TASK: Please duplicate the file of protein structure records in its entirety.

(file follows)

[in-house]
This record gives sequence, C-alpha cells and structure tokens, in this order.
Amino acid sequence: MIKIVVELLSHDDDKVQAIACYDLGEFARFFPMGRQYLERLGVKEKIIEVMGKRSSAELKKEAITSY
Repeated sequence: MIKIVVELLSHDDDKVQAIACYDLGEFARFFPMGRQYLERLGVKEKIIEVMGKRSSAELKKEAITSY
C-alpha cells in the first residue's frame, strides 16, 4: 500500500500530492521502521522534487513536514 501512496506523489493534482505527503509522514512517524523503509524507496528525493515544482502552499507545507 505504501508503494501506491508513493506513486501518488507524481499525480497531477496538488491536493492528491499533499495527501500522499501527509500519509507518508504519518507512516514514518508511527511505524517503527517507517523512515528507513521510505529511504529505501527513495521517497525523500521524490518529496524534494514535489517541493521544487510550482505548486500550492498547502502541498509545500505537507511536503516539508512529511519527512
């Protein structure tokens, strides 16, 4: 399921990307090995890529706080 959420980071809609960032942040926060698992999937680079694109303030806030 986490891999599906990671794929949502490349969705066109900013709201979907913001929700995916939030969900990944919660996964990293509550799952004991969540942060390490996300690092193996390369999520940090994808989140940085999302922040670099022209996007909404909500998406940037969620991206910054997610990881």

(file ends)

[in-house]
This record gives sequence, C-alpha cells and structure tokens, in this order.
Amino acid sequence: MIKIVVELLSHDDDKVQAIACYDLGEFARFFPMGRQYLERLGVKEKIIEVMGKRSSAELKKEAITSY
Repeated sequence: MIKIVVELLSHDDDKVQAIACYDLGEFARFFPMGRQYLERLGVKEKIIEVMGKRSSAELKKEAITSY
C-alpha cells in the first residue's frame, strides 16, 4: 500500500500530492521502521522534487513536514 501512496506523489493534482505527503509522514512517524523503509524507496528525493515544482502552499507545507 505504501508503494501506491508513493506513486501518488507524481499525480497531477496538488491536493492528491499533499495527501500522499501527509500519509507518508504519518507512516514514518508511527511505524517503527517507517523512515528507513521510505529511504529505501527513495521517497525523500521524490518529496524534494514535489517541493521544487510550482505548486500550492498547502502541498509545500505537507511536503516539508512529511519527512
């Protein structure tokens, strides 16, 4: 399921990307090995890529706080 959420980071809609960032942040926060698992999937680079694109303030806030 986490891999599906990671794929949502490349969705066109900013709201979907913001929700995916939030969900990944919660996964990293509550799952004991969540942060390490996300690092193996390369999520940090994808989140940085999302922040670099022209996007909404909500998406940037969620991206910054997610990881």